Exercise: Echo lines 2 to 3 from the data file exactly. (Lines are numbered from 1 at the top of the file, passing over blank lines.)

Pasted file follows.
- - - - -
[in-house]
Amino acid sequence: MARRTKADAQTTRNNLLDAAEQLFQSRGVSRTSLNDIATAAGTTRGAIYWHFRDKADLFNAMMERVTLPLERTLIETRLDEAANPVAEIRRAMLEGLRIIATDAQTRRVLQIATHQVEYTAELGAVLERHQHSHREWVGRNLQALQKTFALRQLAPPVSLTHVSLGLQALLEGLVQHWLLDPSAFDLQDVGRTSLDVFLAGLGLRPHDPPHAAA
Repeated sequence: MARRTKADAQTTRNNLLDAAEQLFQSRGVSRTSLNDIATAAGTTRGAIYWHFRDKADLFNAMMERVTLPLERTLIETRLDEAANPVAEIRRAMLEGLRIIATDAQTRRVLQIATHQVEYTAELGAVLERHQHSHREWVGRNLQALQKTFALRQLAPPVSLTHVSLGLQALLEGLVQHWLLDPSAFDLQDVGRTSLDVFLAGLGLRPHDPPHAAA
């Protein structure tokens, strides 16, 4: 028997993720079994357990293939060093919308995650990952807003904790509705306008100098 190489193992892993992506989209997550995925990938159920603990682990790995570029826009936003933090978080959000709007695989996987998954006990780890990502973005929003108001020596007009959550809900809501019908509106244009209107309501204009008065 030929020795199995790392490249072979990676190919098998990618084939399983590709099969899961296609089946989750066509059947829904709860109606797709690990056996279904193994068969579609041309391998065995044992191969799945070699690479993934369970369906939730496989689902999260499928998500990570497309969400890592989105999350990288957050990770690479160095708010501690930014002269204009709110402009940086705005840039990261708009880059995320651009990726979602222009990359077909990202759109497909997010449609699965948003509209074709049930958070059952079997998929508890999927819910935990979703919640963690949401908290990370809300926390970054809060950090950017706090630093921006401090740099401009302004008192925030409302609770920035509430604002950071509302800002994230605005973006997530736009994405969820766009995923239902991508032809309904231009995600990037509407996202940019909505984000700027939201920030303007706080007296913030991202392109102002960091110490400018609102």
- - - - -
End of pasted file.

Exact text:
Amino acid sequence: MARRTKADAQTTRNNLLDAAEQLFQSRGVSRTSLNDIATAAGTTRGAIYWHFRDKADLFNAMMERVTLPLERTLIETRLDEAANPVAEIRRAMLEGLRIIATDAQTRRVLQIATHQVEYTAELGAVLERHQHSHREWVGRNLQALQKTFALRQLAPPVSLTHVSLGLQALLEGLVQHWLLDPSAFDLQDVGRTSLDVFLAGLGLRPHDPPHAAA
Repeated sequence: MARRTKADAQTTRNNLLDAAEQLFQSRGVSRTSLNDIATAAGTTRGAIYWHFRDKADLFNAMMERVTLPLERTLIETRLDEAANPVAEIRRAMLEGLRIIATDAQTRRVLQIATHQVEYTAELGAVLERHQHSHREWVGRNLQALQKTFALRQLAPPVSLTHVSLGLQALLEGLVQHWLLDPSAFDLQDVGRTSLDVFLAGLGLRPHDPPHAAA